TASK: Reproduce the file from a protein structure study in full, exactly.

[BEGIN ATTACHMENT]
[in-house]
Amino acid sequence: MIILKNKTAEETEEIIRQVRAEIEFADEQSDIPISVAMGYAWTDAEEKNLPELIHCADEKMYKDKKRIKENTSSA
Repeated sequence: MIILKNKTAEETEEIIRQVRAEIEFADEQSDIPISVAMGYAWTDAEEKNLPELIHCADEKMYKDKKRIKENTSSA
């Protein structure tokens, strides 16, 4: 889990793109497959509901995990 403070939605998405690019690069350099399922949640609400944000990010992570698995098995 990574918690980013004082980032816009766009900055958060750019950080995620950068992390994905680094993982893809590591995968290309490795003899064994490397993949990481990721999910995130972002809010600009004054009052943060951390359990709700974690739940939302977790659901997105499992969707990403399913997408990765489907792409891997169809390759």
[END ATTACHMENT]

[in-house]
Amino acid sequence: MIILKNKTAEETEEIIRQVRAEIEFADEQSDIPISVAMGYAWTDAEEKNLPELIHCADEKMYKDKKRIKENTSSA
Repeated sequence: MIILKNKTAEETEEIIRQVRAEIEFADEQSDIPISVAMGYAWTDAEEKNLPELIHCADEKMYKDKKRIKENTSSA
């Protein structure tokens, strides 16, 4: 889990793109497959509901995990 403070939605998405690019690069350099399922949640609400944000990010992570698995098995 990574918690980013004082980032816009766009900055958060750019950080995620950068992390994905680094993982893809590591995968290309490795003899064994490397993949990481990721999910995130972002809010600009004054009052943060951390359990709700974690739940939302977790659901997105499992969707990403399913997408990765489907792409891997169809390759």